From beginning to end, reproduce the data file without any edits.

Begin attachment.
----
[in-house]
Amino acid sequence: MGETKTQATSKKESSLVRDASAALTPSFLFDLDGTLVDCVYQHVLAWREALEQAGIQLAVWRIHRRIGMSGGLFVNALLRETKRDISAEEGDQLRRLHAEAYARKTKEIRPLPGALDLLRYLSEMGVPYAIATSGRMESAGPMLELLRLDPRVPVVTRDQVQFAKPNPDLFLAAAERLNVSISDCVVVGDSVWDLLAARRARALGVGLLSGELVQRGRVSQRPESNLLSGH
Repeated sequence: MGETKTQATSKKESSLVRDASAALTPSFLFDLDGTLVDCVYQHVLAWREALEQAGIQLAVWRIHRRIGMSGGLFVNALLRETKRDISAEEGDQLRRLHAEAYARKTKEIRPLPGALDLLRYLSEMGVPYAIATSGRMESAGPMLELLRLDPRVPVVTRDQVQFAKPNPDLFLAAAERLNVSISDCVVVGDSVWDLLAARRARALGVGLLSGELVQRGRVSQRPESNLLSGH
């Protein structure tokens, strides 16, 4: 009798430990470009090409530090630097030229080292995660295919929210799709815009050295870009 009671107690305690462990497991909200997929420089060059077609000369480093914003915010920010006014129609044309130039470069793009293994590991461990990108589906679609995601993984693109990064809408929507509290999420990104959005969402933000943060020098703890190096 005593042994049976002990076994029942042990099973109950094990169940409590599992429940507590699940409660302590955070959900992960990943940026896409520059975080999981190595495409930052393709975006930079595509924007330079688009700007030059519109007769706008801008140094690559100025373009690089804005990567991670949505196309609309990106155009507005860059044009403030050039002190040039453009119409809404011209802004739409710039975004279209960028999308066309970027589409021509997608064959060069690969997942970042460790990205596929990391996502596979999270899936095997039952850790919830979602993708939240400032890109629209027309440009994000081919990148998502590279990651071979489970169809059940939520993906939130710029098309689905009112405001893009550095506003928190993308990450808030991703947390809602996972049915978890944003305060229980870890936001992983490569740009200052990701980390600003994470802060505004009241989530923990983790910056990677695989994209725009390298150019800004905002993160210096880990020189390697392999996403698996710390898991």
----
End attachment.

[in-house]
Amino acid sequence: MGETKTQATSKKESSLVRDASAALTPSFLFDLDGTLVDCVYQHVLAWREALEQAGIQLAVWRIHRRIGMSGGLFVNALLRETKRDISAEEGDQLRRLHAEAYARKTKEIRPLPGALDLLRYLSEMGVPYAIATSGRMESAGPMLELLRLDPRVPVVTRDQVQFAKPNPDLFLAAAERLNVSISDCVVVGDSVWDLLAARRARALGVGLLSGELVQRGRVSQRPESNLLSGH
Repeated sequence: MGETKTQATSKKESSLVRDASAALTPSFLFDLDGTLVDCVYQHVLAWREALEQAGIQLAVWRIHRRIGMSGGLFVNALLRETKRDISAEEGDQLRRLHAEAYARKTKEIRPLPGALDLLRYLSEMGVPYAIATSGRMESAGPMLELLRLDPRVPVVTRDQVQFAKPNPDLFLAAAERLNVSISDCVVVGDSVWDLLAARRARALGVGLLSGELVQRGRVSQRPESNLLSGH
């Protein structure tokens, strides 16, 4: 009798430990470009090409530090630097030229080292995660295919929210799709815009050295870009 009671107690305690462990497991909200997929420089060059077609000369480093914003915010920010006014129609044309130039470069793009293994590991461990990108589906679609995601993984693109990064809408929507509290999420990104959005969402933000943060020098703890190096 005593042994049976002990076994029942042990099973109950094990169940409590599992429940507590699940409660302590955070959900992960990943940026896409520059975080999981190595495409930052393709975006930079595509924007330079688009700007030059519109007769706008801008140094690559100025373009690089804005990567991670949505196309609309990106155009507005860059044009403030050039002190040039453009119409809404011209802004739409710039975004279209960028999308066309970027589409021509997608064959060069690969997942970042460790990205596929990391996502596979999270899936095997039952850790919830979602993708939240400032890109629209027309440009994000081919990148998502590279990651071979489970169809059940939520993906939130710029098309689905009112405001893009550095506003928190993308990450808030991703947390809602996972049915978890944003305060229980870890936001992983490569740009200052990701980390600003994470802060505004009241989530923990983790910056990677695989994209725009390298150019800004905002993160210096880990020189390697392999996403698996710390898991």